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Managing work hours for a mobile workforce


Accurate accounting of work hours is the bedrock of fair compensation, so both employers and workers have a vested interest in keeping the tally correct. This may not be too hard to achieve for companies that are physically located in a single office, but those that utilize highly mobile workforce might have a more difficult time trying to measure the hours for out-of-office personnel. The management simply can’t exert direct control over mobile workers, which can often lead to misreporting and might affect performance in a negative way.

The logistics industry is a prime example of this set of circumstances – the drivers typically spend days on the road before they return to the home base. That’s why companies active in this field often need some tune-ups before they come up with a workable workforce management plan. This guideline can significantly shorten the process and allow for more efficient deployment of available human resources, as well as a prevention of incidents related to fatigue or reduced ability to react to dangerous situations:

Define strict rules and enforce them consistently

In complex systems, there is a need for clarity and ambiguity. Drivers need to know exactly how work and rest hours should be accounted, so training plays an essential role here. In Canada, drivers may drive a maximum of 11 hours after 10 consecutive hours off duty. They may drive a maximum of 10 hours after 8 consecutive hours off duty.  A good rulebook should be simple enough to memorize without too much effort, yet exhaustive enough to eliminate any grey areas. Any exceptions must be hard-coded into the rules, as changes implemented on ad-hoc basis are certain to cause complications down the line and provide fertile grounds for internal divisions.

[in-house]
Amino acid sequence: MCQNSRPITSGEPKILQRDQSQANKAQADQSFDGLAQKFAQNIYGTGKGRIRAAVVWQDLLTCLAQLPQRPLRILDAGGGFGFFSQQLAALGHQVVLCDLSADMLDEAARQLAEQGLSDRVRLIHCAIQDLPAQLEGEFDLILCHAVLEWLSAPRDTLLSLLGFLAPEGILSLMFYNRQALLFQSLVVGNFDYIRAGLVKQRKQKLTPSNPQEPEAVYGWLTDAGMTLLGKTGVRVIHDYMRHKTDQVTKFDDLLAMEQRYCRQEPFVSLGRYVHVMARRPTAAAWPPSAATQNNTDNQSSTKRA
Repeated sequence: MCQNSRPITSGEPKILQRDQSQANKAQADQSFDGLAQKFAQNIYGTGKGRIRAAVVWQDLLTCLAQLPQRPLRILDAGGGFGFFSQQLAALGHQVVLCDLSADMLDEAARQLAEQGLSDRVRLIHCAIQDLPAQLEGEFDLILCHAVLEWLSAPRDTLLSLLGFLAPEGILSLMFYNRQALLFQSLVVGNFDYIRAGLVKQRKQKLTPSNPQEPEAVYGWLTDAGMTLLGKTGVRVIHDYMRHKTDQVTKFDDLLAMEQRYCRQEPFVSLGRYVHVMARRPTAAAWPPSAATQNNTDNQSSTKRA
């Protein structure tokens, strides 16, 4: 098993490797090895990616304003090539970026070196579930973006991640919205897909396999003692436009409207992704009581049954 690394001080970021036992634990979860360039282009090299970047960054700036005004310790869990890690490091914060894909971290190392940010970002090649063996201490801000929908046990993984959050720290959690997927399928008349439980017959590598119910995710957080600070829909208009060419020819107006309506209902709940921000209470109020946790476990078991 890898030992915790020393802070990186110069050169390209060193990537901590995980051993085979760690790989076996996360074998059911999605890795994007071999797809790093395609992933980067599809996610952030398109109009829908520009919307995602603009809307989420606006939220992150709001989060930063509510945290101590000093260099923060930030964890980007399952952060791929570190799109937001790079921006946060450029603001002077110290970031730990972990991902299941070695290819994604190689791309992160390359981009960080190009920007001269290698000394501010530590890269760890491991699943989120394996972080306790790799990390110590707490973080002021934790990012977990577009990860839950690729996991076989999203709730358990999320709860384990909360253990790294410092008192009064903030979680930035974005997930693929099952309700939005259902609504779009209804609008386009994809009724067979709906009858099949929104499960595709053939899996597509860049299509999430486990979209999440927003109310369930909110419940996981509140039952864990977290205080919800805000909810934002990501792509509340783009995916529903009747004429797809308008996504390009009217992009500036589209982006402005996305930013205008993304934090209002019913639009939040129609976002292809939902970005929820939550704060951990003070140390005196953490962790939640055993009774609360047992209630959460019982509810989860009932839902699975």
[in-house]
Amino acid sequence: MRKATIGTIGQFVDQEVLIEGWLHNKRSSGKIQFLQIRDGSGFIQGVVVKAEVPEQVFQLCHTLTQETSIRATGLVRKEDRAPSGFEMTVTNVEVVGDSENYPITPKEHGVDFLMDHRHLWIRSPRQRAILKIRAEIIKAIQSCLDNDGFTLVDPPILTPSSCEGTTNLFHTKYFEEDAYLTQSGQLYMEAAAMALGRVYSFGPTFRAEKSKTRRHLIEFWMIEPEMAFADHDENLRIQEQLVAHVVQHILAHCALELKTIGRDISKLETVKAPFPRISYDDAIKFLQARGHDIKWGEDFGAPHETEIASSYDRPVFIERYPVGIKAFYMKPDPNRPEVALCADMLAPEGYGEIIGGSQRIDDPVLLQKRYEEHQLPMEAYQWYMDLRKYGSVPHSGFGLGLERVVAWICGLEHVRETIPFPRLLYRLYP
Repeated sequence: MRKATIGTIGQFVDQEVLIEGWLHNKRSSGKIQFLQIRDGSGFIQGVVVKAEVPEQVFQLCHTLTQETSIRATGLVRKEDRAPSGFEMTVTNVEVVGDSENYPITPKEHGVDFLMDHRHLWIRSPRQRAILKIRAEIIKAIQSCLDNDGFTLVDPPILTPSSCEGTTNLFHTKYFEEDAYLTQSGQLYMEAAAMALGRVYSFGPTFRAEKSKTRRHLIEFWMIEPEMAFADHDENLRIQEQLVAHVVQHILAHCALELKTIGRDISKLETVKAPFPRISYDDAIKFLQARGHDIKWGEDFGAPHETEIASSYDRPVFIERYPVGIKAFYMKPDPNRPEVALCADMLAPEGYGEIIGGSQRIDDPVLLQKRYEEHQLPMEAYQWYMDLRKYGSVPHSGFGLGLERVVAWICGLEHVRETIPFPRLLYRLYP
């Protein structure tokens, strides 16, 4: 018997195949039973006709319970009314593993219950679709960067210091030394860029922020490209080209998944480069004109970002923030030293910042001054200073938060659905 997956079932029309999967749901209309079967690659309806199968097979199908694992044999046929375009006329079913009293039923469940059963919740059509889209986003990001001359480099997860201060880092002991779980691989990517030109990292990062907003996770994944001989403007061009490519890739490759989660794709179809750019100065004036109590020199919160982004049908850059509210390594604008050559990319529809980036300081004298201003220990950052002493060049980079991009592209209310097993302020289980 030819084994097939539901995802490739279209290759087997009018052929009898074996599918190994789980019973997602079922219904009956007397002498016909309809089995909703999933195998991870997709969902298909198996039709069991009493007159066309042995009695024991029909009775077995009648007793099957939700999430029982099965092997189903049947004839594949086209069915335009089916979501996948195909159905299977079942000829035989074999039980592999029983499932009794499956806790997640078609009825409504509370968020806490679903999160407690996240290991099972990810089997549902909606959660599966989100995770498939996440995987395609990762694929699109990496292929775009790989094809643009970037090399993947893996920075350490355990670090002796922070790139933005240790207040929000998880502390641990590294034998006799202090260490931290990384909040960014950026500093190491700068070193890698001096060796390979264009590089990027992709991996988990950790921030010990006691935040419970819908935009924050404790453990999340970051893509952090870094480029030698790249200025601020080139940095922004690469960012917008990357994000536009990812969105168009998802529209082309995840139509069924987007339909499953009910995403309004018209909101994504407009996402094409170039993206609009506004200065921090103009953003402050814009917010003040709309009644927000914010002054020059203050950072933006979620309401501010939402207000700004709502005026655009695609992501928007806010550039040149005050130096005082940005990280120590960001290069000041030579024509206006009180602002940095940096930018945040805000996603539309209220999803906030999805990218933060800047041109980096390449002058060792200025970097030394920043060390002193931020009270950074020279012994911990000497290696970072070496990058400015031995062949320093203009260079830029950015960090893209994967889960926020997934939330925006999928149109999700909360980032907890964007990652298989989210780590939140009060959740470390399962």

Use a mobile solution to facilitate remote check-in

Due to challenging nature of their work, transportation companies are among the most enthusiastic adopters of digital workforce management solutions. Software tools from this group enable drivers to check into the system regardless of their physical location, using nothing but their smartphones. Such an easy and inexpensive solution brings a big advantage in this business, while its adoption doesn’t require too serious disruption of existing procedures. This frees the driver from the need to record the times manually while allowing the management full insight into the statistics in real time. Precise reporting also provides a good foundation for making more realistic and less challenging schedules for each standard route, which is another reason for the drivers to buy into the program. By using the same HR solution as all other workers, the drivers are more likely to feel like a part of the group.

Ensure that drivers are getting enough rest

Like with any other advanced system, it’s crucial to get the employees to use mobile time and attendance software willingly. For maximum accuracy, it’s necessary to motivate drivers to be diligent about time keeping and to report any irregularities promptly. Setting up alarms and notifications is fairly easy with a modern time and attendance system, so that drivers may be reminded when the moment for taking a break approaches. Being able to see daily or weekly total at a glance might help drivers overcome the need to complete the journey as fast as possible and assume a more responsible attitude towards their own safety and respect for regulations. Transparency also affects expectations, so drivers won’t have to rush to meet too short deadlines or feel pressured to get behind the wheel without sufficient recuperation from previous tasks.

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